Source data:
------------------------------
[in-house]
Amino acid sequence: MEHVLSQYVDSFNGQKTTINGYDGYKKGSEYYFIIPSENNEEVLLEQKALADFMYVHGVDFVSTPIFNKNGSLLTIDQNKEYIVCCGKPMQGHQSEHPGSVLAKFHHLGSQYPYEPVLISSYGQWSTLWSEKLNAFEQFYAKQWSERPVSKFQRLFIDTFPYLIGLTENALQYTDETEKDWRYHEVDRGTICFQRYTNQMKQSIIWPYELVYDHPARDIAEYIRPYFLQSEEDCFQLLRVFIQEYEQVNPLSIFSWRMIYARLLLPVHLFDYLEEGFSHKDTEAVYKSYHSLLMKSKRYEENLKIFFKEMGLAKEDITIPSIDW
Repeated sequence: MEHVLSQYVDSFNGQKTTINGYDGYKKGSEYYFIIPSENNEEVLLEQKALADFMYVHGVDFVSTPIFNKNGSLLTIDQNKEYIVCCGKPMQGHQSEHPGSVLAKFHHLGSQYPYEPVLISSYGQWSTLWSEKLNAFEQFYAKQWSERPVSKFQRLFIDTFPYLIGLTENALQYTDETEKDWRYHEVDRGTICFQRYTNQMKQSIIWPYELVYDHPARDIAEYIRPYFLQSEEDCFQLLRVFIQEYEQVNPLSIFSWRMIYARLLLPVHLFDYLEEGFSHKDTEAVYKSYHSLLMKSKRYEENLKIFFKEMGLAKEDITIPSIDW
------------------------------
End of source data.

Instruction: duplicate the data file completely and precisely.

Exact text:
[in-house]
Amino acid sequence: MEHVLSQYVDSFNGQKTTINGYDGYKKGSEYYFIIPSENNEEVLLEQKALADFMYVHGVDFVSTPIFNKNGSLLTIDQNKEYIVCCGKPMQGHQSEHPGSVLAKFHHLGSQYPYEPVLISSYGQWSTLWSEKLNAFEQFYAKQWSERPVSKFQRLFIDTFPYLIGLTENALQYTDETEKDWRYHEVDRGTICFQRYTNQMKQSIIWPYELVYDHPARDIAEYIRPYFLQSEEDCFQLLRVFIQEYEQVNPLSIFSWRMIYARLLLPVHLFDYLEEGFSHKDTEAVYKSYHSLLMKSKRYEENLKIFFKEMGLAKEDITIPSIDW
Repeated sequence: MEHVLSQYVDSFNGQKTTINGYDGYKKGSEYYFIIPSENNEEVLLEQKALADFMYVHGVDFVSTPIFNKNGSLLTIDQNKEYIVCCGKPMQGHQSEHPGSVLAKFHHLGSQYPYEPVLISSYGQWSTLWSEKLNAFEQFYAKQWSERPVSKFQRLFIDTFPYLIGLTENALQYTDETEKDWRYHEVDRGTICFQRYTNQMKQSIIWPYELVYDHPARDIAEYIRPYFLQSEEDCFQLLRVFIQEYEQVNPLSIFSWRMIYARLLLPVHLFDYLEEGFSHKDTEAVYKSYHSLLMKSKRYEENLKIFFKEMGLAKEDITIPSIDW